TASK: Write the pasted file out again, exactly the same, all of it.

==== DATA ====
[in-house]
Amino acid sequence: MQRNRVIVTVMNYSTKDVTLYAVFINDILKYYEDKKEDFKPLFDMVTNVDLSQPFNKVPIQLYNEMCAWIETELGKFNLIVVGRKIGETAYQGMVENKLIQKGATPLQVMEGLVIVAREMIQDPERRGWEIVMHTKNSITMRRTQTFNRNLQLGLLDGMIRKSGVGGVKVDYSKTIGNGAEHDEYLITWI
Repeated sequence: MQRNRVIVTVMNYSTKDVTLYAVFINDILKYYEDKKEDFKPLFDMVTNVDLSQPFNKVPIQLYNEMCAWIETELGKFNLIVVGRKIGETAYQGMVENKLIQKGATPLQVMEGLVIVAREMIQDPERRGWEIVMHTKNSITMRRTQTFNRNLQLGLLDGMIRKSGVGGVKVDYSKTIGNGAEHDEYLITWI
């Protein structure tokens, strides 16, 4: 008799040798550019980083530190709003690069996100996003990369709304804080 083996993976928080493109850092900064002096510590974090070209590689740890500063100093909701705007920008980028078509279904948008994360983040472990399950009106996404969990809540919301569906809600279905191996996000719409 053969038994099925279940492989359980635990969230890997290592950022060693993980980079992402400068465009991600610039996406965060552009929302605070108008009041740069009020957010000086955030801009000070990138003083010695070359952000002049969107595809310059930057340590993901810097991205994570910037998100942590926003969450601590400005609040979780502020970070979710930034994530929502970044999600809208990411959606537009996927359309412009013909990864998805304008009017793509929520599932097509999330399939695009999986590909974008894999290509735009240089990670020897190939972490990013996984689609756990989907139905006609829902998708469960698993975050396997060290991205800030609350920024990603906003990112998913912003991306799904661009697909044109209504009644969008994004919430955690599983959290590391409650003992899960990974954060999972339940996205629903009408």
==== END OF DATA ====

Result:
[in-house]
Amino acid sequence: MQRNRVIVTVMNYSTKDVTLYAVFINDILKYYEDKKEDFKPLFDMVTNVDLSQPFNKVPIQLYNEMCAWIETELGKFNLIVVGRKIGETAYQGMVENKLIQKGATPLQVMEGLVIVAREMIQDPERRGWEIVMHTKNSITMRRTQTFNRNLQLGLLDGMIRKSGVGGVKVDYSKTIGNGAEHDEYLITWI
Repeated sequence: MQRNRVIVTVMNYSTKDVTLYAVFINDILKYYEDKKEDFKPLFDMVTNVDLSQPFNKVPIQLYNEMCAWIETELGKFNLIVVGRKIGETAYQGMVENKLIQKGATPLQVMEGLVIVAREMIQDPERRGWEIVMHTKNSITMRRTQTFNRNLQLGLLDGMIRKSGVGGVKVDYSKTIGNGAEHDEYLITWI
């Protein structure tokens, strides 16, 4: 008799040798550019980083530190709003690069996100996003990369709304804080 083996993976928080493109850092900064002096510590974090070209590689740890500063100093909701705007920008980028078509279904948008994360983040472990399950009106996404969990809540919301569906809600279905191996996000719409 053969038994099925279940492989359980635990969230890997290592950022060693993980980079992402400068465009991600610039996406965060552009929302605070108008009041740069009020957010000086955030801009000070990138003083010695070359952000002049969107595809310059930057340590993901810097991205994570910037998100942590926003969450601590400005609040979780502020970070979710930034994530929502970044999600809208990411959606537009996927359309412009013909990864998805304008009017793509929520599932097509999330399939695009999986590909974008894999290509735009240089990670020897190939972490990013996984689609756990989907139905006609829902998708469960698993975050396997060290991205800030609350920024990603906003990112998913912003991306799904661009697909044109209504009644969008994004919430955690599983959290590391409650003992899960990974954060999972339940996205629903009408």